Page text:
FERC's attempt to standardize markets have some state regulators up in arms.
The fight over standard market design (SMD) looms large as regulators face the coming year. Passions are heightened on the subject-and everyone has an opinion.
In these pages, takes SMD and other questions right to the top policymakers in six states-Alabama, California, Massachusetts, Michigan, New York, and Texas-for a snapshot of what the thinking is on hot topics. And of course we included the man of the hour, FERC's chairman Pat Wood.
Reviewing the FERC chairman's first year, and what he might do next.
This September, Pat Wood III completed his first year as chairman of the Federal Energy Regulatory Commission (FERC). Some long-time FERC watchers gave Fortnightly some insights into how this chairman has performed so far, and what we might expect from him in the future.
Why power plants should pay for grid upgrades.
Do we make all generators equal-using affirmative action to give rights to merchants that are "comparable" to utility-owned plants?
Or, do we let the locational price signals shine through-trusting all plant developers, whether regulated or not, to act in self-interest?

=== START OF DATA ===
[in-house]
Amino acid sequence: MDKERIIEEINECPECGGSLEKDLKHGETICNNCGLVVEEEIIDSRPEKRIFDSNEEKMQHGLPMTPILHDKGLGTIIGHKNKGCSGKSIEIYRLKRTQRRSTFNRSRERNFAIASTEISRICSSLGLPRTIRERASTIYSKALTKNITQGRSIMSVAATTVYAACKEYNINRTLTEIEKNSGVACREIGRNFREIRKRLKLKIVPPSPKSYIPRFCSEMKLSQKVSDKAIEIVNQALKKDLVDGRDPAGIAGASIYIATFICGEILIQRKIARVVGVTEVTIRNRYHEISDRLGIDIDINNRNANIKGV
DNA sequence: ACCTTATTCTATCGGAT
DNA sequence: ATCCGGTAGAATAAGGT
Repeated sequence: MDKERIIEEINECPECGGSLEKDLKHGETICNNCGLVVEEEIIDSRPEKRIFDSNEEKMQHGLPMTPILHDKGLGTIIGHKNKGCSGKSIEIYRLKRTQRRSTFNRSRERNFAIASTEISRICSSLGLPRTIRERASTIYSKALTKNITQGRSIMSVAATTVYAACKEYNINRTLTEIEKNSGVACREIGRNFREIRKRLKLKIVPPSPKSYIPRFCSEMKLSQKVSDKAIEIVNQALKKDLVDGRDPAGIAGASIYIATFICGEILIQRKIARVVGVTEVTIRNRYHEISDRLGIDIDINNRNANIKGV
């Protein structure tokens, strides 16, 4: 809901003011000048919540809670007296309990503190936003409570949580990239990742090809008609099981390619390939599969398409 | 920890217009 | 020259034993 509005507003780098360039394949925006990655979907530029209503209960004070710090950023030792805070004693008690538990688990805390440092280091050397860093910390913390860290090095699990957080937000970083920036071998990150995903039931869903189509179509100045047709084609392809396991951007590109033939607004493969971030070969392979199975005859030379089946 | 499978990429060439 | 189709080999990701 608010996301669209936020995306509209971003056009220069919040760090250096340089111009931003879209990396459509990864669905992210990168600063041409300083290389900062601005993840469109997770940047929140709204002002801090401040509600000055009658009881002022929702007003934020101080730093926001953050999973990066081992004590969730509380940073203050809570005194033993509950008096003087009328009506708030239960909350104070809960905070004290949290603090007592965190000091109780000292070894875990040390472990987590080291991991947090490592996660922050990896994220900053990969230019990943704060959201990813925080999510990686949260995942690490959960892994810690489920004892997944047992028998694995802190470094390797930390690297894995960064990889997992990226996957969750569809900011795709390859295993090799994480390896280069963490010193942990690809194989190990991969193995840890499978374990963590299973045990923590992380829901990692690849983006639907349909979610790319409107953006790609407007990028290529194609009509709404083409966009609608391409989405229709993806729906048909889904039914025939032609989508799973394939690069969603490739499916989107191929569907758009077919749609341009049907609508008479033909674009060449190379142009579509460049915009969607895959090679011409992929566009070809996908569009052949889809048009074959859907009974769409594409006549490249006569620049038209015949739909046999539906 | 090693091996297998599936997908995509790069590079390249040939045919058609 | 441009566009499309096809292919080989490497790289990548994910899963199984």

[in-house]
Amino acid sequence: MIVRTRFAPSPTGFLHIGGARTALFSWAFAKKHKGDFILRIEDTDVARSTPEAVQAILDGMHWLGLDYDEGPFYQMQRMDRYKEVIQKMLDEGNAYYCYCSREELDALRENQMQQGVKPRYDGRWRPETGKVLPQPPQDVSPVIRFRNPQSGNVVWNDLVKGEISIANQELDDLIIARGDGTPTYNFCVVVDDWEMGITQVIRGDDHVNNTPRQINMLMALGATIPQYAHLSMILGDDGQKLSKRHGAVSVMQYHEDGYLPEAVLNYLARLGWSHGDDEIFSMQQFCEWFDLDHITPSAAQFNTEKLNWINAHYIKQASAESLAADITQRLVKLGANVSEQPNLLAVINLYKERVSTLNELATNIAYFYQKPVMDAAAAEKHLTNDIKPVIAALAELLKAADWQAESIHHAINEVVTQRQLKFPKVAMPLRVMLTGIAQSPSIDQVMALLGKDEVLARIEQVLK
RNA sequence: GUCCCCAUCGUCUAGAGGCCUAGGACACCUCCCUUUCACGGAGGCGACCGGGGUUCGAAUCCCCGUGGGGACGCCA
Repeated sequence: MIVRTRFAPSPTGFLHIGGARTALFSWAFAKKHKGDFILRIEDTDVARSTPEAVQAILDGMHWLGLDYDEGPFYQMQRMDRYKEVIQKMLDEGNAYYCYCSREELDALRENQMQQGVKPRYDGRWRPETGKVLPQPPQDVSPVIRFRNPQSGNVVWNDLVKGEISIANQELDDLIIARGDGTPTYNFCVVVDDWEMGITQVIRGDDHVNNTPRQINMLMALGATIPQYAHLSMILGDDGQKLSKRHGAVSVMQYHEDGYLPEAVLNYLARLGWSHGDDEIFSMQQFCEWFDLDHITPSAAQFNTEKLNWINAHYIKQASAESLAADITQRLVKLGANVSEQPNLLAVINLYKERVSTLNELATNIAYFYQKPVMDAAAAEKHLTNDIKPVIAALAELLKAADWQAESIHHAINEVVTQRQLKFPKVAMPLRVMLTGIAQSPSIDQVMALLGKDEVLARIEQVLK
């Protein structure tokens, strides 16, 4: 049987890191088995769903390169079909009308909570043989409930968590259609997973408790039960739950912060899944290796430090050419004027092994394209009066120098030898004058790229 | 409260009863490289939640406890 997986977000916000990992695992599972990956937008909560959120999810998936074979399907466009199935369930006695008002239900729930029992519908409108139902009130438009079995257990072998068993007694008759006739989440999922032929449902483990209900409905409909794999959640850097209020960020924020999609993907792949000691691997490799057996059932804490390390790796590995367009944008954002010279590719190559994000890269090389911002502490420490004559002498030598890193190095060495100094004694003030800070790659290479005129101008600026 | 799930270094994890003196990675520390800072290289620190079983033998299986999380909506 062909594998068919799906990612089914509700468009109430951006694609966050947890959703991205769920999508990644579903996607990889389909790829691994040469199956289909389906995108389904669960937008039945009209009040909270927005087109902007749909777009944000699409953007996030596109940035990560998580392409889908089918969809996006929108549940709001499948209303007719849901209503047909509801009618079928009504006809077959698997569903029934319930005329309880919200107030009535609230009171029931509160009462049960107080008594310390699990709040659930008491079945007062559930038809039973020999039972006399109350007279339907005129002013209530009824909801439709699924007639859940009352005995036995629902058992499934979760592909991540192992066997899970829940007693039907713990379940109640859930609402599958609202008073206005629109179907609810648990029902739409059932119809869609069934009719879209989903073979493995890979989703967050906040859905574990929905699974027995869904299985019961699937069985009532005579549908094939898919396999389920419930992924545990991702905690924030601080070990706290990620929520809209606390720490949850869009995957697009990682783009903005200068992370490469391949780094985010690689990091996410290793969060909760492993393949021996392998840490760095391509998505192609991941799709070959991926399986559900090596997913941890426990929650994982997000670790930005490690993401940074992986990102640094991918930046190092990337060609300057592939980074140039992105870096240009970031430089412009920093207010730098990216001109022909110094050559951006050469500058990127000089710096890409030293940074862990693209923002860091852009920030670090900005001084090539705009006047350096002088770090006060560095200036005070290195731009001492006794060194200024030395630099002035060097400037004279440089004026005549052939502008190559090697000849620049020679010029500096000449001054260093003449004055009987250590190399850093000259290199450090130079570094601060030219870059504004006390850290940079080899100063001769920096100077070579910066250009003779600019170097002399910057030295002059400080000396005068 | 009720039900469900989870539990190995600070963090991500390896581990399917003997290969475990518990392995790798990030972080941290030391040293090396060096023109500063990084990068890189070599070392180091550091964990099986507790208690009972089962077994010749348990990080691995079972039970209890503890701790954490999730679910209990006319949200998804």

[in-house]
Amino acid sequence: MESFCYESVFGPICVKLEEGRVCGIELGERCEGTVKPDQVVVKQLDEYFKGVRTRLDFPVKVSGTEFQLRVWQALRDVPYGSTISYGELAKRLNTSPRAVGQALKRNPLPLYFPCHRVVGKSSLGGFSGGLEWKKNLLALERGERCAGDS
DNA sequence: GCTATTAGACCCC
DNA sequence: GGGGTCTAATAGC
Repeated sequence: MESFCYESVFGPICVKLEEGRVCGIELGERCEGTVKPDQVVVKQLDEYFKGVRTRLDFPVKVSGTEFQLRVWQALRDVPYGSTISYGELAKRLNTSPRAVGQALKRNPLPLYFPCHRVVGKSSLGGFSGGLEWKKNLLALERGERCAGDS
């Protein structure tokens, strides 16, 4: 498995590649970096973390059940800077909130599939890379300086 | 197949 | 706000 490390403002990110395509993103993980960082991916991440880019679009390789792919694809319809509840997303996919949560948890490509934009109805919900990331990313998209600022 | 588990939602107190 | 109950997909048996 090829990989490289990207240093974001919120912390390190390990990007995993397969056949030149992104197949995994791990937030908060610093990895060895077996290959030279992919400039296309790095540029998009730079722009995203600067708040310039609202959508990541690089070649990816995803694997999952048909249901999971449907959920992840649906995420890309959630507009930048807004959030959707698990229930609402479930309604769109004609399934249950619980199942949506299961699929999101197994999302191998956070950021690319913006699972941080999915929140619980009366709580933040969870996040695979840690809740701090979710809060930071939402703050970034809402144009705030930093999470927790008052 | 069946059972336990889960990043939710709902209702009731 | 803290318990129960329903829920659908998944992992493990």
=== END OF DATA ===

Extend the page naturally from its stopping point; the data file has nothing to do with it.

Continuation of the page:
How rules muted price signals and did not ensure efficient siting.
Of the new rules proposed by the Federal Energy Regulatory Commission (FERC) for interconnecting new power plants to the transmission grid, the most controversial (for transmission providers and generators alike) is FERC's choice of who should pay to construct the various categories of required new facilities.
Will FERC's market solution wipe out state commissions?
One might say, when it comes to FERC, some state public utilities commissions' lack of faith is disturbing—to paraphrase Lord Vader. It's also necessary, as any journalist would tell you. The FERC NOPR on standard market design (SMD)—which completes the "trilogy" of regulation on wholesale markets, as chairman Pat Wood described it—had some state PUCs blasting the NOPR even before its July 31 release.
Most pan FERC NOPR, but gas association eyes FERC role.
On the virtues and vices of ICAP, ACAP, FTRs, hubs, flowgates, DAMs, and gaming.
Uncertainty clouds direction of FERC’s market engineering.